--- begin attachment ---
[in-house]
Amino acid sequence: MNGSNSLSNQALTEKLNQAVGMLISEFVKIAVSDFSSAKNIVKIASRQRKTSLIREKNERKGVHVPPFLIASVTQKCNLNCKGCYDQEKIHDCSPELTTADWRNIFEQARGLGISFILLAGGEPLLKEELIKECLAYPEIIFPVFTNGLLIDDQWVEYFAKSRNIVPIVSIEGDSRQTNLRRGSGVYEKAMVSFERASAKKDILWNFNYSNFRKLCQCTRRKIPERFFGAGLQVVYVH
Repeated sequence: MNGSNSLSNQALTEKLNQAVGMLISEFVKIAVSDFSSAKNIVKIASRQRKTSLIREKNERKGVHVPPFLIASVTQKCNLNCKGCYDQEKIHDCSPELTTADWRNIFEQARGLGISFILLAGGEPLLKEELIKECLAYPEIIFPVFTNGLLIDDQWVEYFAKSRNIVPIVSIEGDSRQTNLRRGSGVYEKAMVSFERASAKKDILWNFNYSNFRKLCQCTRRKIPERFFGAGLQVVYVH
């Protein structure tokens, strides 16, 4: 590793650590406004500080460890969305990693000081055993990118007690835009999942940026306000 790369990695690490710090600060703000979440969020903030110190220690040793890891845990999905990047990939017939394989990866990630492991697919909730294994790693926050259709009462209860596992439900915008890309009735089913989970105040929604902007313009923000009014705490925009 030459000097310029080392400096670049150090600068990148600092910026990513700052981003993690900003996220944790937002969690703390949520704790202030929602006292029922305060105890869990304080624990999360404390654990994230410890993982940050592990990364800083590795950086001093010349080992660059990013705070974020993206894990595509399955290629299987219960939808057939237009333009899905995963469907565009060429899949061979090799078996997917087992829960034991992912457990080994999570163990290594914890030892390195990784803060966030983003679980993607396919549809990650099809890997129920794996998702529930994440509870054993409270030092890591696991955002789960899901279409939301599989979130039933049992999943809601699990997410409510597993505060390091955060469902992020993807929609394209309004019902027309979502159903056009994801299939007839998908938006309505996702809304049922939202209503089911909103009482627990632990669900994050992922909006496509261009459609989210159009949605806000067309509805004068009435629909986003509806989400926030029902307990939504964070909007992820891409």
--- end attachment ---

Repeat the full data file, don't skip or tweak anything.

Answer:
[in-house]
Amino acid sequence: MNGSNSLSNQALTEKLNQAVGMLISEFVKIAVSDFSSAKNIVKIASRQRKTSLIREKNERKGVHVPPFLIASVTQKCNLNCKGCYDQEKIHDCSPELTTADWRNIFEQARGLGISFILLAGGEPLLKEELIKECLAYPEIIFPVFTNGLLIDDQWVEYFAKSRNIVPIVSIEGDSRQTNLRRGSGVYEKAMVSFERASAKKDILWNFNYSNFRKLCQCTRRKIPERFFGAGLQVVYVH
Repeated sequence: MNGSNSLSNQALTEKLNQAVGMLISEFVKIAVSDFSSAKNIVKIASRQRKTSLIREKNERKGVHVPPFLIASVTQKCNLNCKGCYDQEKIHDCSPELTTADWRNIFEQARGLGISFILLAGGEPLLKEELIKECLAYPEIIFPVFTNGLLIDDQWVEYFAKSRNIVPIVSIEGDSRQTNLRRGSGVYEKAMVSFERASAKKDILWNFNYSNFRKLCQCTRRKIPERFFGAGLQVVYVH
């Protein structure tokens, strides 16, 4: 590793650590406004500080460890969305990693000081055993990118007690835009999942940026306000 790369990695690490710090600060703000979440969020903030110190220690040793890891845990999905990047990939017939394989990866990630492991697919909730294994790693926050259709009462209860596992439900915008890309009735089913989970105040929604902007313009923000009014705490925009 030459000097310029080392400096670049150090600068990148600092910026990513700052981003993690900003996220944790937002969690703390949520704790202030929602006292029922305060105890869990304080624990999360404390654990994230410890993982940050592990990364800083590795950086001093010349080992660059990013705070974020993206894990595509399955290629299987219960939808057939237009333009899905995963469907565009060429899949061979090799078996997917087992829960034991992912457990080994999570163990290594914890030892390195990784803060966030983003679980993607396919549809990650099809890997129920794996998702529930994440509870054993409270030092890591696991955002789960899901279409939301599989979130039933049992999943809601699990997410409510597993505060390091955060469902992020993807929609394209309004019902027309979502159903056009994801299939007839998908938006309505996702809304049922939202209503089911909103009482627990632990669900994050992922909006496509261009459609989210159009949605806000067309509805004068009435629909986003509806989400926030029902307990939504964070909007992820891409």